In a recent article published by the Washington Legal Foundation, the attorney-author asks: “Is It Time to Consider a Nanotechnology Liability Protection Plan?” In answer to this question, the author advocates the establishment of a Nanotechnology Insurance Fund (“NIF”) with two principle purposes: “1) provide an exclusive source of compensation for people such as consumers or workers who claim, and can prove, injury from nanoparticles and 2) pay for any required environmental cleanup and restoration costs.” He also suggests the NIF could be used to fund nano-related EHS research. Finally, he believes this proposal “is a better solution for potential nanotechnology liability problems than years of tedious and expensive litigation followed by large and bankrupting settlements or judgments.” Nanotechnology: Don’t Delay Liability Risk Assessments and Solutions, Washington Legal Foundation, Vol. 21 No. 37 (Dec. 8, 2006).
JCM: The author’s proposal seems premature. The nanotechnology industry is still in its infancy and no nano-related EHS lawsuits have yet been filed. The potential adverse health and environmental effects of nanoparticles are undetermined. Top nanotechnology scientists indicate basic research regarding the EHS effects of certain nanoparticles may not be completed until 2012 or later. See Safe handling of nanotechnology, Nature, Volume 444 Number 7117 pp. 243-400 (November 16, 2006). Simply put, while initial scientific research urges caution, it is too early to even remotely suggest the nano-industry will someday find itself in near bankruptcy from EHS litigation.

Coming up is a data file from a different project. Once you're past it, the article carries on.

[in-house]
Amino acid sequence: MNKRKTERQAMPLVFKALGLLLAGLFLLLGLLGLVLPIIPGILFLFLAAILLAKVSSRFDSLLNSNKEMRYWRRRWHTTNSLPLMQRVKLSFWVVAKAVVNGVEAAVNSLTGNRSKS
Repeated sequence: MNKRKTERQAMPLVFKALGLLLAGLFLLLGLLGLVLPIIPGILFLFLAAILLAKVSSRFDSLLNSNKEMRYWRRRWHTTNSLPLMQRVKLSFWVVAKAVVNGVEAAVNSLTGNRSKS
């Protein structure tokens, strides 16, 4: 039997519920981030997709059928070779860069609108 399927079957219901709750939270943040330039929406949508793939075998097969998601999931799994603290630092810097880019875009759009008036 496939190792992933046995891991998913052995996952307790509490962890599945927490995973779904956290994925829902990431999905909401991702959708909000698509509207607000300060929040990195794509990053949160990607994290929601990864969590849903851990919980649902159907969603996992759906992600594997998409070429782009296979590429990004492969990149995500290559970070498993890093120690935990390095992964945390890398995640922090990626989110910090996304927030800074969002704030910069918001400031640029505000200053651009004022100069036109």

Further, establishing a NIF would send the wrong message to the public, essentially conceding catastrophic personal injuries and/or environmental problems are a foreseeable likelihood. Why else would manufacturers establish a recovery fund? The larger question will then become why are nanomanufacturers are proceeding to market their products to the public if they belief such a high level of exposure is possible? The establishment of a NIF will also be an invitation to plaintiffs’ attorneys to “find” clients with alleged injuries so they can partake of the fund and recover large contingent fees. If there are no nano-related EHS lawsuits pending before the fund it established, there will be thousands filed shortly thereafter.
Rather than rushing to establish a NIF, each nanomanufacturer should take responsibility for the EHS implications of its own products consistent with existing products liability law and government regulation.